Today I woke up at around 6:30 so we could hopefully get out the door and onto the bus early and have an early start on the mountain. As you can probably guess, that didn’t work out like that. The first thing that went wrong was that the previous day we had learned too late that we didn’t have all the things some people needed. We could get onto the bus on time, but we had to spend 30+ minutes running around trying to rent everything we needed. After this, we had a 4-6 hour drive to the mountain. We arrived at the mountain from 1-2 pm and had lunch about 30 minutes later. What we didn’t know at the time was that over 300 people were entering the mountain at the same place and time as us and that that caused a massive backlog which ended up with us not going until about 4. We arrived at the first stop, the Lemosho Gate, 15 minutes into our hike so we could take pictures.

The first stop

We walked until around 7 when we arrived at our campsite: MTI Mkubwa camp.

The First Campsite

We had heard that there is fresh popcorn for ingesting at every campsite once you have settled in. This rumor was confirmed after we ate dinner and went to bed.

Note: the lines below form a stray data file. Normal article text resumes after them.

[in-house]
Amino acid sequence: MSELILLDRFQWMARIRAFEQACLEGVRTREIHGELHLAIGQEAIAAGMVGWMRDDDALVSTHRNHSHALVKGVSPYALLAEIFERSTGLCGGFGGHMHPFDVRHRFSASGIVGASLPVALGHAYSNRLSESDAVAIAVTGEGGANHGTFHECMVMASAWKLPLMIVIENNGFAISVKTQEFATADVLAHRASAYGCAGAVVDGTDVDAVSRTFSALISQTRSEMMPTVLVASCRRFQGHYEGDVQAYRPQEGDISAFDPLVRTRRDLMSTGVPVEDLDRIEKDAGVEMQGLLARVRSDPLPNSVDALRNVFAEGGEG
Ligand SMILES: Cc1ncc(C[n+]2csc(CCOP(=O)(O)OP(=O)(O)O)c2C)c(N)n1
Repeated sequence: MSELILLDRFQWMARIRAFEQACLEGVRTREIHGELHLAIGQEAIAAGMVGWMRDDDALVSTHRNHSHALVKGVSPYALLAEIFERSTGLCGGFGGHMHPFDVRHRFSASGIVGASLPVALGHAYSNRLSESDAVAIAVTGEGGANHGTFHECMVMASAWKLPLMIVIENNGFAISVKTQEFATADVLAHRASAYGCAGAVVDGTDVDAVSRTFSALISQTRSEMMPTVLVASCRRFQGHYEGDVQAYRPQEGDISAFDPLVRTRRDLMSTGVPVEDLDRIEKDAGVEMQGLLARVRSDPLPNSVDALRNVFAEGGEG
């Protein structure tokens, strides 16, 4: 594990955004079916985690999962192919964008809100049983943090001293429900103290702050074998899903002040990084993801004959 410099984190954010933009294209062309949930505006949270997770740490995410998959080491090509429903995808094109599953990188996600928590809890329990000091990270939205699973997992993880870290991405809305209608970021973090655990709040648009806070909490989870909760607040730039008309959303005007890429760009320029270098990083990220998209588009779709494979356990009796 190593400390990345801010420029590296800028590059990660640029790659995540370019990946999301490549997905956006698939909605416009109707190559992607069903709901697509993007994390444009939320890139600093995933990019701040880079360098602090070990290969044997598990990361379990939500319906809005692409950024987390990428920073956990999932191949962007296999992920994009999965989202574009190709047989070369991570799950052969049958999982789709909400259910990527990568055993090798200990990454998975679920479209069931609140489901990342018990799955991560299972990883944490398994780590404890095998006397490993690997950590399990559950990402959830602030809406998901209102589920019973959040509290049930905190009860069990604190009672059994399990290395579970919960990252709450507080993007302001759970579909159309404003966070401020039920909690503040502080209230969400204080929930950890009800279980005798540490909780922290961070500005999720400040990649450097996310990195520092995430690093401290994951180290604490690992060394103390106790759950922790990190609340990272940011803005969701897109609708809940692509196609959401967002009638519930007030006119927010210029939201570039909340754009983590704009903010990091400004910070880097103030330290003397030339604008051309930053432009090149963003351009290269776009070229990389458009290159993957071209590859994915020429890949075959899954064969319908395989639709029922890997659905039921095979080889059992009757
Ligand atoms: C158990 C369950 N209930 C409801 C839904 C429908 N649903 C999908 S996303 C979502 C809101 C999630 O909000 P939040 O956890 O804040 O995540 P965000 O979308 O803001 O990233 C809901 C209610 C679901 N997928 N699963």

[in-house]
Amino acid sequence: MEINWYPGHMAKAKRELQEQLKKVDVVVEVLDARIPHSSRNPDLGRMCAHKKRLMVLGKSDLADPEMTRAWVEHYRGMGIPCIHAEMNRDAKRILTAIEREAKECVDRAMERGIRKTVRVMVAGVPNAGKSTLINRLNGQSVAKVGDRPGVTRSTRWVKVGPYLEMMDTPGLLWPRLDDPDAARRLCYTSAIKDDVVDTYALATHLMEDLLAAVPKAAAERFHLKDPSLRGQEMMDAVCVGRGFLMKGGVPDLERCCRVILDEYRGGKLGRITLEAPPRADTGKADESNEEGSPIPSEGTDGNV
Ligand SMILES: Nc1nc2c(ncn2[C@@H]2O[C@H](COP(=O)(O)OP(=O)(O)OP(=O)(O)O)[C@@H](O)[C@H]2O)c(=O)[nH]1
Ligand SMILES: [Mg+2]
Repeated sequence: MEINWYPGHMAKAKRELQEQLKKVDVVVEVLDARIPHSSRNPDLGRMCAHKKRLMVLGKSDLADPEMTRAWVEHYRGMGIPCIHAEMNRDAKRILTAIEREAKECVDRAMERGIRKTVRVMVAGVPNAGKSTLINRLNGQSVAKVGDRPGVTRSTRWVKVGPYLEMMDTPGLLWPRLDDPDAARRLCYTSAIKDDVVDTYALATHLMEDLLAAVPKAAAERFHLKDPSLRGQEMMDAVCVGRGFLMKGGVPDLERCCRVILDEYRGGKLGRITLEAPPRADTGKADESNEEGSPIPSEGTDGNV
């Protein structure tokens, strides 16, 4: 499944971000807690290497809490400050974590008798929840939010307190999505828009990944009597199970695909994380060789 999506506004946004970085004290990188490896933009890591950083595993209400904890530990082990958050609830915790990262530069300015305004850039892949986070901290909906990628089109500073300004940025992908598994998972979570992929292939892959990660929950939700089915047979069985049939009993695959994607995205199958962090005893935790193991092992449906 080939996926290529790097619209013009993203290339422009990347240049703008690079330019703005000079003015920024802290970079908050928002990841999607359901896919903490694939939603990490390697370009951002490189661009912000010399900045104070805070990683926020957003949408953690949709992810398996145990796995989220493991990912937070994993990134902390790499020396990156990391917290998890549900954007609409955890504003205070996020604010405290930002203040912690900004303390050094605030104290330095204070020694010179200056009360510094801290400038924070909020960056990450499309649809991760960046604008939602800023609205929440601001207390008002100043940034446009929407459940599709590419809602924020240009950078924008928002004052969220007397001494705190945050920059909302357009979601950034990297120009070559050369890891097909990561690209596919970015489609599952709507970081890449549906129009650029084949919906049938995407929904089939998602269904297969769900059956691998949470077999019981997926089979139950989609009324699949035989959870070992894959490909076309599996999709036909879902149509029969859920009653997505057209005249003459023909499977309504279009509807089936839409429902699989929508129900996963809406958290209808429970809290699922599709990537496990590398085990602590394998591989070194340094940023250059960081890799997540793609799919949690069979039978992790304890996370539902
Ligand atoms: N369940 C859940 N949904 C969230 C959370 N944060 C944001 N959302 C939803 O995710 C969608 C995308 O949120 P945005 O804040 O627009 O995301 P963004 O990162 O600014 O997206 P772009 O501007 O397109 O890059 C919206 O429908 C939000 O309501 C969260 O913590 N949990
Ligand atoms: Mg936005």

Day 2 On Kilimanjaro: Sickness

I woke up the morning of the second day well rested and refreshed. We ate breakfast and set off at a slow pace. It is imperative on the mountain that you go slowly because if you go fast, you gain too much altitude to fast, which leads to altitude sickness. if you start going too fast, that guide will say to you, “Plolè Polè. Polè Polè.” which means “slowly, slowly.” it can also mean “slow and steady.” Polè polè was extremely vital the second day because it was mostly uphill. My mom had an excellent suggestion of singing to lift your spirits and morale. as such, by the time we came to our lunch stopping point, I had sung entirely through the first act of Hamilton, with interjections of Six, Pitch Perfect, and other songs and musicals. At the start of the hike, we were given a plastic bag with three things for snacking: a chocolate bar, a banana, and a juice box. We were supposed to have lunch at the lunch stop, but the only lunch we had was the plastic bag, and the banana was now brown and gross; we had eaten most of the chocolate, and the juice box was tiny. After a 10 to 20-minute rest, we continued.